WASHINGTON — Acting with unusual speed and bipartisanship, the House of Representatives on Wednesday approved funding for a $25-billion loan program to help the auto industry build more fuel-efficient vehicles.
The aid package enjoyed support from both parties because of its election-year importance to battleground states such as Michigan and Ohio, where many cars are manufactured.
Supporters portrayed the bill as small change compared with the $700-billion Wall Street bailout proposed by the Bush administration, and Michigan lawmakers said they were preparing to seek another $25 billion over the next three years.
"In the midst of all the economic dark clouds that are in the sky, it's nice to report a bright spot this morning," Sen. Carl Levin (D-Mich.) said at a Capitol news conference.
But critics denounced the loan program as a boondoggle.
"This would set a horrible precedent for companies in other sectors of America's economy," the National Taxpayers Union said in a statement. "If troubled firms seek revitalization, they should restructure their businesses the way millions of families have had to restructure their budgets, rather than bellying up to Congress' trough."
General Motors Corp., Ford Motor Co. and Chrysler, whose executives lobbied hard on Capitol Hill to fund the low-interest federal loans, said the aid would help an important U.S. industry that is struggling in a difficult economy as the companies work to meet stricter miles-per-gallon rules mandated by Congress last year.
The measure doesn't explicitly exclude foreign automakers. But as the original guidelines were written, the loans were intended to help manufacturers transform older factories to produce a new generation of vehicles, and most foreign automakers don't have U.S. facilities old enough to qualify for the aid. Loans would also be available to suppliers in the auto industry.
The loan program was included in a massive spending bill that Congress must pass before adjourning for the fall campaign. It was approved by the House 370 to 58 and now goes to the Senate for expected approval.
The stopgap spending measure was needed to keep the government running into early next year, when a new president will take office, after the Democratic majority in Congress was unable to agree with President Bush on spending levels for the new fiscal year that begins Wednesday.
The spending measure includes $23 billion in disaster aid for such places as the hurricane-stricken Gulf Coast and flood-ravaged Midwest. It also doubles the amount of energy assistance to help low-income families pay home heating and air-conditioning bills, setting aside $5.1 billion.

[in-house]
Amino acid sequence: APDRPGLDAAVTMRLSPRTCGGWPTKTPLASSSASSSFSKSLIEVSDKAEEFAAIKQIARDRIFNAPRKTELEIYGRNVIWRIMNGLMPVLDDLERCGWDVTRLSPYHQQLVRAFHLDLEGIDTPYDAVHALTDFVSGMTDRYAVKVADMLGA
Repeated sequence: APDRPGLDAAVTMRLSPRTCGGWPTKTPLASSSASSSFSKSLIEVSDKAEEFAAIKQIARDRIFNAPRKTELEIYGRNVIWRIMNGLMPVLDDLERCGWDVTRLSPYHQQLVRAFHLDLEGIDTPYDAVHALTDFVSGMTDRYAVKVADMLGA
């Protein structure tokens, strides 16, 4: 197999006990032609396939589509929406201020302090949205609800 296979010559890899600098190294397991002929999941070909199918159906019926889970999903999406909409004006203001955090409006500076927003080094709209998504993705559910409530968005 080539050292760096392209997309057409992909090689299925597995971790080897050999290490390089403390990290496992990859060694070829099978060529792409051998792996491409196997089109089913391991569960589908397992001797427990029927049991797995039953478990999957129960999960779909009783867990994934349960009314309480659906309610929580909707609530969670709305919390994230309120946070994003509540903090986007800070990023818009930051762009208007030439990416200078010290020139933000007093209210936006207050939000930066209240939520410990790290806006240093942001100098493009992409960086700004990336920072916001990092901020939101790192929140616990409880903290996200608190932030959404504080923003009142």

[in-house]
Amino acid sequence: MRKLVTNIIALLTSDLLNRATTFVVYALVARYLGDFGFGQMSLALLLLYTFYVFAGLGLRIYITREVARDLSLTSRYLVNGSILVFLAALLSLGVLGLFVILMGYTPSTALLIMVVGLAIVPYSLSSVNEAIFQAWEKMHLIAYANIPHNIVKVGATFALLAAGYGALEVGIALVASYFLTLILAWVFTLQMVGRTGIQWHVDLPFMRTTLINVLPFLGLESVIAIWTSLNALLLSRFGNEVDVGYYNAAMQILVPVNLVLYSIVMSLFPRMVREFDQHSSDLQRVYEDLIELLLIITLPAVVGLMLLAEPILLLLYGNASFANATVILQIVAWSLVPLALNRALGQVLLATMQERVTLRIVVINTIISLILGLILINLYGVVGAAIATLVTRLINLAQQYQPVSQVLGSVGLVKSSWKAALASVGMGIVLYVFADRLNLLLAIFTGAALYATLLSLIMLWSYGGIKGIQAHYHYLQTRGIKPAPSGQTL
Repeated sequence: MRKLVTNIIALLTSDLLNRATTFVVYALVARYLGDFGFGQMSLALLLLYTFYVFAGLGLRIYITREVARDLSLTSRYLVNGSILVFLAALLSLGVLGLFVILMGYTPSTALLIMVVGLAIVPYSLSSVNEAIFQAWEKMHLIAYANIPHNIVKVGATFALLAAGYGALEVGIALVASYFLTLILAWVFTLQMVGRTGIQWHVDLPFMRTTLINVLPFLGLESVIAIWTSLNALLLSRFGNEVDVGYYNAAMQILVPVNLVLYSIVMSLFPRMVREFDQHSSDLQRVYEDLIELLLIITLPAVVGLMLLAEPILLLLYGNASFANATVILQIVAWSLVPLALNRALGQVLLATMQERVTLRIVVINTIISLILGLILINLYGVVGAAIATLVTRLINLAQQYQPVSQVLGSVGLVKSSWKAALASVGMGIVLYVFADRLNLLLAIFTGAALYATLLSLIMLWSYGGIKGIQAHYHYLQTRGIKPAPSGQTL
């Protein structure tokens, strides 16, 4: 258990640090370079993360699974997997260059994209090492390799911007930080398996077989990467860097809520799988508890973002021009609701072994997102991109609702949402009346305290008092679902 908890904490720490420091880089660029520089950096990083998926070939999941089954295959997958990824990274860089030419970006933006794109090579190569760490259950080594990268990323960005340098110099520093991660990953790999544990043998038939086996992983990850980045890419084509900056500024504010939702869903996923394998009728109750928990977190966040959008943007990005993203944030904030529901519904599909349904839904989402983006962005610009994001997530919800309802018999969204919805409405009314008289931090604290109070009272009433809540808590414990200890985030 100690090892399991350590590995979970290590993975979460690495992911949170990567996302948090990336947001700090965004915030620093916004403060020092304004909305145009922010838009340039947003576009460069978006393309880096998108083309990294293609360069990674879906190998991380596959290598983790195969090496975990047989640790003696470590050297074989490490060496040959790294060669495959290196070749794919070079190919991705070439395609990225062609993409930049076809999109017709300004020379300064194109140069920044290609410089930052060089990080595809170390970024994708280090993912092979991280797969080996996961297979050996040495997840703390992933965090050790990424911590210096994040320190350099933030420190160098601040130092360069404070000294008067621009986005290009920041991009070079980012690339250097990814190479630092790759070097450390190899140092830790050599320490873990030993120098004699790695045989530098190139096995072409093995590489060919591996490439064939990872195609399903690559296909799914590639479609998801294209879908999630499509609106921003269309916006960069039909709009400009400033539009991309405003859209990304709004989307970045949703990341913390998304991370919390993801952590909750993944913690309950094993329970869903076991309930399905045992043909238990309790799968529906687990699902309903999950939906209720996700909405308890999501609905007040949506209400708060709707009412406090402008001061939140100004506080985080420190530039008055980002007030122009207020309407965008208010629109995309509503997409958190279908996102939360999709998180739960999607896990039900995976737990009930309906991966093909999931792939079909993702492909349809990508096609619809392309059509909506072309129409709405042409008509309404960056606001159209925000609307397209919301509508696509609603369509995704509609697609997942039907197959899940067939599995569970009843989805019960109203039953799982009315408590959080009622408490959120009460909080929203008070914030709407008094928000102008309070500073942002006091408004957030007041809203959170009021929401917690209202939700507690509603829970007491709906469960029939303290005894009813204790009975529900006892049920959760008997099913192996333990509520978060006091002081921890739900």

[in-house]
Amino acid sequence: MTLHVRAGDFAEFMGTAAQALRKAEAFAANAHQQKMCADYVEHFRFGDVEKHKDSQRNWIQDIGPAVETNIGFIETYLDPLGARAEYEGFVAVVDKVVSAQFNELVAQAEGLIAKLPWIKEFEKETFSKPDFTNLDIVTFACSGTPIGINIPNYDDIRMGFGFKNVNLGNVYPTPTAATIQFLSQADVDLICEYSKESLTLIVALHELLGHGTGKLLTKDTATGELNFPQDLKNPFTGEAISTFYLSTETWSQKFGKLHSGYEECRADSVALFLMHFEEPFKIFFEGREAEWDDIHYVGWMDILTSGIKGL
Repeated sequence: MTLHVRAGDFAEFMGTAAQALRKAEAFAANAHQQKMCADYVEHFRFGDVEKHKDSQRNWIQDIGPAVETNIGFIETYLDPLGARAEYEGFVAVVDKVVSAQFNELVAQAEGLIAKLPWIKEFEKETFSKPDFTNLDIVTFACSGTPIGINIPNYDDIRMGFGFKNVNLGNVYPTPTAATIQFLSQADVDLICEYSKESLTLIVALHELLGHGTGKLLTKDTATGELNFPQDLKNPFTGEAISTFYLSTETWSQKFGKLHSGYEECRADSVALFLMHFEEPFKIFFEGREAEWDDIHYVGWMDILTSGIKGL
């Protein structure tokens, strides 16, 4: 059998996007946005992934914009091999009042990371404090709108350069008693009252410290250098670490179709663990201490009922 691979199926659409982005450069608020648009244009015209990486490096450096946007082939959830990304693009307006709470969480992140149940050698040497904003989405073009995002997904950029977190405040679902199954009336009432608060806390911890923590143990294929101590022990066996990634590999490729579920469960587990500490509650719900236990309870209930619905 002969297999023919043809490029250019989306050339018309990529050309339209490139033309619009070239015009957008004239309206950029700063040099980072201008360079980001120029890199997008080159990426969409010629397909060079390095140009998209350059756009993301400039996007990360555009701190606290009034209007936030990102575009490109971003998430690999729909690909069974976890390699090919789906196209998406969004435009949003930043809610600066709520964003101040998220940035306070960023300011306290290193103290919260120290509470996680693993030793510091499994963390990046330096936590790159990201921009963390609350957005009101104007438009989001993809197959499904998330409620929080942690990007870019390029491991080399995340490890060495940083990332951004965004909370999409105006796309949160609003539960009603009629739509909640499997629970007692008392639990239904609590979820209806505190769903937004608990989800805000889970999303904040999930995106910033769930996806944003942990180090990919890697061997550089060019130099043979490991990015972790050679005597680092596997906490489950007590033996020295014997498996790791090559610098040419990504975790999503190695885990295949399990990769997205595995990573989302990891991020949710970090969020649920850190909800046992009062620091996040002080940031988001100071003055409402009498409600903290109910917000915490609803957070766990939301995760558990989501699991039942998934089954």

California's share of the energy assistance would jump from $103 million to $225 million, according to the National Energy Assistance Directors' Assn.
In California, a family of four with an annual income of $42,427 or less is eligible for the utility-bill assistance, though the legislation allows the state to raise the eligibility level.
The measure omits an extension of the long-standing ban on new oil drilling off much of the U.S. coast. The ban is set to expire Tuesday night, but supporters hope to renew all or part of it next year.
As for the auto industry loan program, backers insisted that it was not a bailout and said the money would be repaid. They noted that a so-called bailout program that provided $1.5 billion in loan guarantees to Chrysler in 1980 turned a $313-million profit for the government.
The Energy Department has not yet written all the regulations for the loan program, and it is unclear how the funding would be divided. Automakers would be able to repay loans over as much as 25 years, and the Energy Department would have discretion to defer repayment for as long as five years.
Automakers hope to pay about 5% interest on the loans, instead of rates as high as 20% they are paying to borrow money currently, in part because of their poor credit ratings. That would save them about $100 million a year for every $1 billion in loans.
Lawmakers from Michigan, which leads the nation in unemployment with a rate of 8.9%, were joined by executives from General Motors, Ford and Chrysler, the congressional Auto Caucus and 10 state governors in lobbying for the loan program. They argued that it was crucial because the crisis in credit markets had raised borrowing costs.
The loan program drew criticism from Taxpayers for Common Sense, a watchdog group.
"Boosting the automakers' bottom line may make good political sense with Michigan a battleground state, but it doesn't make sense for taxpayers who risk being stuck with yet more debt," the group said.